What are ABI encoding functions in Solidity 0.4.24?

Solidity 0.4.24 added a bunch of ABI encoding functions. Copied from Solidity docs, they are…

  • abi.encode(...) returns (bytes): ABI-encodes the given arguments
  • abi.encodePacked(...) returns (bytes): Performes packed encoding of the given arguments
  • abi.encodeWithSelector(bytes4 selector, ...) returns (bytes): ABI-encodes the given arguments starting from the second and prepends the given four-byte selector
  • abi.encodeWithSignature(string signature, ...) returns (bytes): Equivalent to abi.encodeWithSelector(bytes4(keccak256(signature), ...)

Really the interesting functions here are encode and encodePacked, since the other 2 kind of just calls encode

Those functions are useful if you call functions dynamically.

abi.encode

Starting with a simple example. If you just encode a single string like,

abi.encode("AAAA");

You get the following output (96 bytes, 3 words)

0x0000000000000000000000000000000000000000000000000000000000000020
0x0000000000000000000000000000000000000000000000000000000000000004
0x4141414100000000000000000000000000000000000000000000000000000000
  • The 1st word is 0x20 (32 in decimal) padded to 32 bytes. This indicates the starting offset of the first and only parameter.
  • The 2nd word is 0x04 padded to 32 bytes. This indicates the length of our string.
  • Finally the 3rd word is our data, “AAAA”, UTF-8 encoded, padded to 32 bytes.

Now let’s try encoding two strings,

abi.encode("AAAA", "BBBB");

It produces the following output (192 bytes, 6 words)

0x0000000000000000000000000000000000000000000000000000000000000040
0x0000000000000000000000000000000000000000000000000000000000000080
0x0000000000000000000000000000000000000000000000000000000000000004
0x4141414100000000000000000000000000000000000000000000000000000000
0x0000000000000000000000000000000000000000000000000000000000000004
0x4242424200000000000000000000000000000000000000000000000000000000
  • The 1st word is 0x40 (64 in decimal), indicating the starting offset of the first parameter.
  • The 2nd word is 0x80 (128 in decimal), indicating the starting offset of the second parameter.
  • The 3rd word is 0x04, which is the length of the first string.
  • The 4th word is “AAAA”
  • The 5th word is 0x04, which is the length of the second string.
  • The last word is “BBBB”

You can even go fancier and encode some arrays.

uint8[3] memory arr = [0x1, 0x2, 0x42];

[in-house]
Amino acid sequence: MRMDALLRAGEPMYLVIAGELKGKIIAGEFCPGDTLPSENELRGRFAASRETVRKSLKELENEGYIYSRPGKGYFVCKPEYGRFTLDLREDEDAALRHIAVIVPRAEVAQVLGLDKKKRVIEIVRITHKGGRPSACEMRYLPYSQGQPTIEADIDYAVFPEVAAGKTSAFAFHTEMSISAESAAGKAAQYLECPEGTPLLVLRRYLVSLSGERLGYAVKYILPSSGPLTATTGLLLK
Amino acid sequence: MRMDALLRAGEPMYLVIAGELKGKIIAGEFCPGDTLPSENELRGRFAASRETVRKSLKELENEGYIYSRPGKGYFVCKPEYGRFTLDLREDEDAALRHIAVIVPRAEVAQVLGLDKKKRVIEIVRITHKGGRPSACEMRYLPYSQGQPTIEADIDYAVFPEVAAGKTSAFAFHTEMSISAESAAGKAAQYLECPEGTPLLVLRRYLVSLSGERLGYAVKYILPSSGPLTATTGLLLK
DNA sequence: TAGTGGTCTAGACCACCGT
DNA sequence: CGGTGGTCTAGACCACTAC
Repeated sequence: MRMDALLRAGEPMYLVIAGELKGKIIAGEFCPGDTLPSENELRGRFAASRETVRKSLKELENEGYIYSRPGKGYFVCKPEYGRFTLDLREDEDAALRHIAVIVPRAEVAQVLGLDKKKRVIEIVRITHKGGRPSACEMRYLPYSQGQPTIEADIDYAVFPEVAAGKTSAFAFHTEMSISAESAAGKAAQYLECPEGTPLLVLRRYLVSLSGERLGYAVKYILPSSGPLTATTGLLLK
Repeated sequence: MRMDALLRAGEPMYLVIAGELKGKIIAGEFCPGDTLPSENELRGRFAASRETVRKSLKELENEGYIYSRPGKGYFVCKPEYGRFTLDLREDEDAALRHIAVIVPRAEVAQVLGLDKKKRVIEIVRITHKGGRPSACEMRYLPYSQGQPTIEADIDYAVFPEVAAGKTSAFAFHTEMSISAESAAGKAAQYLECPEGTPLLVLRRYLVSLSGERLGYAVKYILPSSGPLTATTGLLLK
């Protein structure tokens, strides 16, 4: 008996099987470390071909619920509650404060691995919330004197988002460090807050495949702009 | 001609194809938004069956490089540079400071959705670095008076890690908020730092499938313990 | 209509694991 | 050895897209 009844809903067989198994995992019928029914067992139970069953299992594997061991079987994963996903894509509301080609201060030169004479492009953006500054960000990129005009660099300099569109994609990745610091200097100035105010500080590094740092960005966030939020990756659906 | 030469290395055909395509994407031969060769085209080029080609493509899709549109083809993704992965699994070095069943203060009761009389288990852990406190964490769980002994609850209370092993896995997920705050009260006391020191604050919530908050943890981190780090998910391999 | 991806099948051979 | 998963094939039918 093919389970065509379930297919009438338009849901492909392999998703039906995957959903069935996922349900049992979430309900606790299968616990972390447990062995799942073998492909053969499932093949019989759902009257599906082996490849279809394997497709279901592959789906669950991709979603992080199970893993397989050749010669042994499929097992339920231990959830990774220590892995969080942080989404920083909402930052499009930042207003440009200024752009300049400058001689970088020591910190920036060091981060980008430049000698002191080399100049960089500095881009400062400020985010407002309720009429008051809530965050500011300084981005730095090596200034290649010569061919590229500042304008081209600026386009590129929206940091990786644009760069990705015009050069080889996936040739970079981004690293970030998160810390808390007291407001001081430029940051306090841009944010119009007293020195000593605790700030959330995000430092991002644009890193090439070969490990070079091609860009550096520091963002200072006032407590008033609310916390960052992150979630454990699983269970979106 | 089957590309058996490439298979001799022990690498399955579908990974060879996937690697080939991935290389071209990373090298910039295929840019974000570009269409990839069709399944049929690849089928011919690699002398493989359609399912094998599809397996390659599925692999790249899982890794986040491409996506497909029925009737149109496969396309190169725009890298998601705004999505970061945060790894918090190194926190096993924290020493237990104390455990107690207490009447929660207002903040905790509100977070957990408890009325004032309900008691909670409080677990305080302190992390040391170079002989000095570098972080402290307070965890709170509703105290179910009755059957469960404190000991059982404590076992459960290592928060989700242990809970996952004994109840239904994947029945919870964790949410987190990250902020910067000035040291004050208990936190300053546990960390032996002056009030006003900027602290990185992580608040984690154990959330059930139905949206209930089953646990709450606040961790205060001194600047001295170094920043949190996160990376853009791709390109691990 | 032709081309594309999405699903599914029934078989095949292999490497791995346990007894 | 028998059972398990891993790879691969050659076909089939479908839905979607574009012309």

abi.encode(arr, "AAAA", "BBBB");

The result is 9 words.

0x0000000000000000000000000000000000000000000000000000000000000001
0x0000000000000000000000000000000000000000000000000000000000000002
0x0000000000000000000000000000000000000000000000000000000000000042
0x00000000000000000000000000000000000000000000000000000000000000a0
0x00000000000000000000000000000000000000000000000000000000000000e0
0x0000000000000000000000000000000000000000000000000000000000000004
0x4141414100000000000000000000000000000000000000000000000000000000
0x0000000000000000000000000000000000000000000000000000000000000004
0x4242424200000000000000000000000000000000000000000000000000000000
  • Because the array is fixed-length, The 3 elements in the array are simply laid out in the first 3 words.
  • The 4th word is the offset for “AAAA” (160 in decimal, meaning the start of the data is at the 6th word)
  • The 5th word is the offset for “BBBB” (224 in decimal, meaning the start of the data is at the 8th word)
  • The 6th word is the length of “AAAA”
  • The 7th word is “AAAA”
  • The 8th word is the length of “BBBB”
  • The 9th word is “BBBB”

abi.encodePacked

Encode packed is simpler (although non-standard) than encode. Dynamic types are encoded in-place without length. Static types will not be padded if they are shorter than 32 bytes.

Packed encode a single string

abi.encodePacked("AAAA");

Simply produces 0x41414141, which is exactly the same as just simply converting it to bytes.

Encoding some uint with string

abi.encodePacked(uint8(0x42), uint256(0x1337), "AAAA", "BBBB");

The output is

0x42
0x0000000000000000000000000000000000000000000000000000000000001337
0x41414141
0x42424242

Interestingly, arrays don’t necessarily have their elements packed.

uint8[3] memory arr = [0x1, 0x2, 0x42];
abi.encodePacked(arr, "AAAA", "BBBB");

The output is

0x0000000000000000000000000000000000000000000000000000000000000001
0x0000000000000000000000000000000000000000000000000000000000000002
0x0000000000000000000000000000000000000000000000000000000000000042
0x41414141
0x42424242

So the uint8 array elements are still padded to 32-byte words.

keccak256 encoding behavior

Before ABI encoding functions were introduced, keccak function accepts multiple arguments like

keccak256("AAAA", "BBBB", 42);

It has been implicitly doing encodePacked. But now if you try calling keccak with those, you are likely to get a compiler warning.

This function only accepts a single "bytes" argument

So it is no longer recommended to let compiler work its magic and implicitly encode the parameters to bytes. It gives the programmer more control of how the data should be encoded, packed or not.

If you want the same behavior as before, you can try encodePacked, or convert the data to bytes yourself. For string, it can be directly converted to bytes like bytes(myString). For anything else, explicit packing may be needed.